Adding Amistar Opti to a fusarium-active triazole at T3 will help to cover all the disease and quality risks associated with the ear spray timing, claims Dave Ranner of Syngenta.

Both foliar and ear disease control, together with grain quality issues, need to be considered as the T3 timing approaches, he urges.

“The last two years have shown what can happen as the season progresses,” he says. “In 2007, brown rust was a major problem on many farms; last year all the focus was on fusarium and mycotoxins.”

With this in mind, he advises cereal growers to work on the basis that a T3 spray is essential and to consider employing a range of active ingredients to cover all the risks.

Reported shifts in triazole sensitivity are a further issue, he believes. “It makes sense to mix alternative modes of action, especially where it’s cost-effective to do so. The chlorothalonil component of Amistar Opti will help with this.”

The use of Amistar at T3 is well accepted, notes Mr Ranner. “It works well on ear diseases and provides rust control. A 0.3t/ha yield benefit and additional point in grain specific weight have been recorded.”

Using Amistar Opti instead improves the control of ear diseases, strengthens activity on septoria and brings in another mode of action, without adding to the overall cost of the ear spray, he suggests.

“It’s very good value for money. You get 50% more strobilurin than with other products and the chlorothalonil is supplied free of charge.”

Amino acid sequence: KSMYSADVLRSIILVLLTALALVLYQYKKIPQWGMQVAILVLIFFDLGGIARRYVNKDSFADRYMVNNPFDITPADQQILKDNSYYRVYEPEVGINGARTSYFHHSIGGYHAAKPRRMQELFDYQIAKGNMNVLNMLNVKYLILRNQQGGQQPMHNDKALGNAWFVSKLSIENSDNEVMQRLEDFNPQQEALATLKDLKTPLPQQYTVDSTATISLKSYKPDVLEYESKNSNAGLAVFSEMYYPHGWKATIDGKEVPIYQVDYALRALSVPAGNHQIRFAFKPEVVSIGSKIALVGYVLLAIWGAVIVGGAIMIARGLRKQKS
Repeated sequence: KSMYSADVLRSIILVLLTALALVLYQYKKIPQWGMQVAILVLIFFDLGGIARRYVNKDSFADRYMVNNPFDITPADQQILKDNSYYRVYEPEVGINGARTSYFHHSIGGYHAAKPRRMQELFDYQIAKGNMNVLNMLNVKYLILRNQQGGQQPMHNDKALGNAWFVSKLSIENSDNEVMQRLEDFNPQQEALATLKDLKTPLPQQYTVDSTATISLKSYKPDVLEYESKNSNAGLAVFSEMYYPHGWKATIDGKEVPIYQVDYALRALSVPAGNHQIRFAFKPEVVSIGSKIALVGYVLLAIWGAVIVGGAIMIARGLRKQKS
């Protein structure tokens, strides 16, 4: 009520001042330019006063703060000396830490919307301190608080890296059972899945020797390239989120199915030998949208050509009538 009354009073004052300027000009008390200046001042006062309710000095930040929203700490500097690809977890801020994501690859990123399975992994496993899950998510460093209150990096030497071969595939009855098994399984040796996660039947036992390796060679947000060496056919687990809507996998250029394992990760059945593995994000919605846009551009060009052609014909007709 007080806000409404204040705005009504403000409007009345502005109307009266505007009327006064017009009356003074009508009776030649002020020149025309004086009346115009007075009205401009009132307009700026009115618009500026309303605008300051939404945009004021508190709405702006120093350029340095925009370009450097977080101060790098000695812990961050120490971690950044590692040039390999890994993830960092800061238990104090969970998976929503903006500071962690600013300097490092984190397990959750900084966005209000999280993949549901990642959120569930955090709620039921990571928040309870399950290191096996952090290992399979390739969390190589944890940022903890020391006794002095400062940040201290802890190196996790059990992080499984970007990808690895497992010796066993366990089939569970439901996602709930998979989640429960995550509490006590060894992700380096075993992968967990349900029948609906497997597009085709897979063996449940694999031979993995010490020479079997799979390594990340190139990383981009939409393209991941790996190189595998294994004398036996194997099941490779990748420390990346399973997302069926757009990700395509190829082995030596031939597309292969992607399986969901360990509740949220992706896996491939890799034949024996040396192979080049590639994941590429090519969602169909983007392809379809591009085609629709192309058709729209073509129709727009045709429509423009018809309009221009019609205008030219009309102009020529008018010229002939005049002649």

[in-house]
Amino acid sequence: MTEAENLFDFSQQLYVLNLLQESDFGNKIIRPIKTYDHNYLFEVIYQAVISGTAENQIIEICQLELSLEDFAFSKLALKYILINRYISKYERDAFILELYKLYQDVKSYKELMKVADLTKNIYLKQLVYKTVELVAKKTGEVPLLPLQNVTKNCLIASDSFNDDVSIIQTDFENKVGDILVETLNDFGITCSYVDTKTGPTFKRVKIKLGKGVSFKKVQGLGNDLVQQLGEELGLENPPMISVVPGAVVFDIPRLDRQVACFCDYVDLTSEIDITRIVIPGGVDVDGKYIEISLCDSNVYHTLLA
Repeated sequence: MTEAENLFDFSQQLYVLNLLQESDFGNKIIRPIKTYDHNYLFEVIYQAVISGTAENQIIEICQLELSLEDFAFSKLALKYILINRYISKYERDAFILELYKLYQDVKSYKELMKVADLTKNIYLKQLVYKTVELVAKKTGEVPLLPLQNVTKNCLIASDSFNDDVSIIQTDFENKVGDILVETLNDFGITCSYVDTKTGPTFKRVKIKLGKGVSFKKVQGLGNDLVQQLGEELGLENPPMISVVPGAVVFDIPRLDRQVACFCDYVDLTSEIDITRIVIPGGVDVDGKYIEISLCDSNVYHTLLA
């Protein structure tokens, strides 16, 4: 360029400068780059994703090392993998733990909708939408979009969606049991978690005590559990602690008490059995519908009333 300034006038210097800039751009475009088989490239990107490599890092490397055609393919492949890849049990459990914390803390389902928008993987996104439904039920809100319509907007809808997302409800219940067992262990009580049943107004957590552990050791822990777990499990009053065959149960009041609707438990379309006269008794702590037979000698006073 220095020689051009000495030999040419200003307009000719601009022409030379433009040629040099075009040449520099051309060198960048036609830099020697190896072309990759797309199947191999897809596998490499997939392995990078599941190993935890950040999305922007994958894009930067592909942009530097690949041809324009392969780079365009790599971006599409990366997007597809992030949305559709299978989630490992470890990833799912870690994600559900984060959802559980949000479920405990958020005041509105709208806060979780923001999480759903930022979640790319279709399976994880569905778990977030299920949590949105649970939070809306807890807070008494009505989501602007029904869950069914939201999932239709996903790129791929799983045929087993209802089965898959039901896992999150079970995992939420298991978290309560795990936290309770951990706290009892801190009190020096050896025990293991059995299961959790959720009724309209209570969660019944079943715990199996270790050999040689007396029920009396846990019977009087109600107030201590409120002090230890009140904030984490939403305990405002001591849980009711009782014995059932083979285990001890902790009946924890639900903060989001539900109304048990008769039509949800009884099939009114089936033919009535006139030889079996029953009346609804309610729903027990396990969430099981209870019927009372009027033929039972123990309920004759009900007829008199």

This gives greater flexibility with the choice of triazole, as Amistar Opti covers septoria control, he explains. “The choice of fusarium active triazoles is between prothioconazole, metconazole and tebuconazole. Because you can bolster the septoria control by adding Amistar Opti, your options remain open.”

Mr Ranner reminds growers concerned about mycotoxins that fungicides are only a small part of their management. “The weather, cultivations strategy, rotation and harvest conditions also play a role.”

His T3 recommendation is to use one of the fusarium active triazoles at half to three-quarters rate, adding 0.75-1.0 litre of Amistar Opti.

“It’s a cost-effective way of covering all the bases. At this stage, we don’t know what the disease situation will be – the long range weather forecast indicates that brown rust could be the main problem. If that’s the case, a strobilurin will be needed.”

Of the six potential disease threats at T3, a strobilurin helps on all except fusarium, concludes Mr Ranner. “Growers need to think a bit wider than fusarium and mycotoxins.”